The Sale, Lease And Distribution Of Goods

Contracts for the sale, lease and distribution of goods are primarily governed by state law. Specifically, most states have adopted the Uniform Commercial Code (UCC) with regard to these topics.

Yet the UCC is a complex document, with nuances that are not easily understood. What is and isn't legal can be difficult to delineate. We can help. Since 1978, the attorneys at The Law Firm of Peters & Wasilefski have assisted individuals and businesses in Harrisburg with their UCC questions. Contact us to learn more.

Sale Of Goods

Sales involving goods are governed by Article 2 of the UCC. Section 2-106 of the UCC defines a "sale" as a transaction in which title to goods passes from the seller to the buyer for a price. Section 2-103 identifies "goods" as all things which are movable at the time of identification of the contract for sale. The UCC does not apply to sales that are intended to operate as secured transactions. In general, Article 2 is similar to the traditional common law of contracts. However, it does differ in some important aspects because it was tailored with modern commercial transactions in mind.

UCC Article 2 provides rules for all phases of a sales contract, including formation, modification and remedies upon breach. The leasing of goods is regulated by Article 2A. Detailed discussion of these topics is beyond the scope of this article. Contact an attorney for more detail.

Warranties

An important part of Article 2 of the UCC pertains to warranties. There are four types of warranties under the UCC:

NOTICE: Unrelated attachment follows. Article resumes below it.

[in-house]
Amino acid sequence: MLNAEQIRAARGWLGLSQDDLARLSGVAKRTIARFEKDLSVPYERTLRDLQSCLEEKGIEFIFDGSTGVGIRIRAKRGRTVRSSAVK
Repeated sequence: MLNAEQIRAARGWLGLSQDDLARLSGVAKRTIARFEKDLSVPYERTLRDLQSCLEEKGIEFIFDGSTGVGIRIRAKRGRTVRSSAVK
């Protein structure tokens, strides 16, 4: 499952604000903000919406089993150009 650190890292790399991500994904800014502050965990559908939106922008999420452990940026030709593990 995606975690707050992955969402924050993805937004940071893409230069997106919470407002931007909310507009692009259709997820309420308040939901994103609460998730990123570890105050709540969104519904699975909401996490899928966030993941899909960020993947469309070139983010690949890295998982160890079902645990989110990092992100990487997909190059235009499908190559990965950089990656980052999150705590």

• Warranty of title - Any seller of goods must warrant that the title of the goods that will be transferred is good. This means that there are no liens or encumbrances on the title of which the buyer is unaware.
  • Implied warranty of merchantability - In any sale by a merchant who regularly deals in goods of the kind being sold, there is an implied warranty that the goods are merchantable. In essence, this means that the goods are "fit for sale." The UCC specifies the qualities of a good that is "fit for sale" in section 2-314.
  • Implied warranty of fitness for a particular purpose - In any sale of goods there is an implied warranty of fitness for a particular purpose. This warranty arises when a seller knows the particular purpose for which the goods are to be used and the buyer is relying on the seller's judgment, skill and experience to select the goods that are best suited to that purpose. This rule is stated in UCC section 2-315.
  • Express warranty - A seller of goods can also create an express warranty. According to UCC section 2-313 an express warranty is created by an affirmation of fact which relates to the goods and becomes part of the basis of the bargain. In addition, any description of the goods that is made as part of the basis of the bargain creates a warranty that the goods will conform to the description. Finally, any sample or model that is made part of the basis of the bargain creates a warranty that the whole of the goods is the same as the sample or model.

Duty Of Good Faith

It should also be noted that there is a duty of "good faith" under UCC section 1-203 that is applicable to all UCC sections including the sales provisions. "Good faith" can be defined as the duty to make an honest and sincere effort to fulfill obligations under the contract. There can be no fraud or intentional seeking of unfair advantage.

We Provide Counsel To Business Owners At Every Step

As discussed, the sale and lease of goods is primarily governed by the UCC. In general the UCC adopts much of the common law of contracts. However, there are important differences of which a seller, buyer, lessee or lessor of goods must be aware.

Contact The Law Firm of Peters & Wasilefski to schedule a consultation with a business lawyer who can answer your questions about commercial transactions. You can call us in Harrisburg at 717-260-3483 or reach us toll free at 866-830-1116.